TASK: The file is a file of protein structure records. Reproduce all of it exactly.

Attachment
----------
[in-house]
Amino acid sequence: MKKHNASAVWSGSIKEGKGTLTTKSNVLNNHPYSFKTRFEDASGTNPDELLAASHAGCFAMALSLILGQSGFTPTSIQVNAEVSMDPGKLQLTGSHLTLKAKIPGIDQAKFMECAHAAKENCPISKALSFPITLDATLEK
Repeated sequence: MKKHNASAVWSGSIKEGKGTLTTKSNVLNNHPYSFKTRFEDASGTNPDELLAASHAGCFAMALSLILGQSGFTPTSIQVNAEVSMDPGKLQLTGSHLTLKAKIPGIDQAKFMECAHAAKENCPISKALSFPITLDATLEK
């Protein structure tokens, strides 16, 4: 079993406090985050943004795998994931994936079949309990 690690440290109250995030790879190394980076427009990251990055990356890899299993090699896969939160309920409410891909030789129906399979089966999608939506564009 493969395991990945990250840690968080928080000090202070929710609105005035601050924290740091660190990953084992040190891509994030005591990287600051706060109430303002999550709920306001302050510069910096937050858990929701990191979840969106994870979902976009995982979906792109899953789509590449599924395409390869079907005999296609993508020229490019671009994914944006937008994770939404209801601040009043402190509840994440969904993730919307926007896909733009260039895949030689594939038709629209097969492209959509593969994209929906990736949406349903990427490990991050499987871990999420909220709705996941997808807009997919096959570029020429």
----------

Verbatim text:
[in-house]
Amino acid sequence: MKKHNASAVWSGSIKEGKGTLTTKSNVLNNHPYSFKTRFEDASGTNPDELLAASHAGCFAMALSLILGQSGFTPTSIQVNAEVSMDPGKLQLTGSHLTLKAKIPGIDQAKFMECAHAAKENCPISKALSFPITLDATLEK
Repeated sequence: MKKHNASAVWSGSIKEGKGTLTTKSNVLNNHPYSFKTRFEDASGTNPDELLAASHAGCFAMALSLILGQSGFTPTSIQVNAEVSMDPGKLQLTGSHLTLKAKIPGIDQAKFMECAHAAKENCPISKALSFPITLDATLEK
């Protein structure tokens, strides 16, 4: 079993406090985050943004795998994931994936079949309990 690690440290109250995030790879190394980076427009990251990055990356890899299993090699896969939160309920409410891909030789129906399979089966999608939506564009 493969395991990945990250840690968080928080000090202070929710609105005035601050924290740091660190990953084992040190891509994030005591990287600051706060109430303002999550709920306001302050510069910096937050858990929701990191979840969106994870979902976009995982979906792109899953789509590449599924395409390869079907005999296609993508020229490019671009994914944006937008994770939404209801601040009043402190509840994440969904993730919307926007896909733009260039895949030689594939038709629209097969492209959509593969994209929906990736949406349903990427490990991050499987871990999420909220709705996941997808807009997919096959570029020429």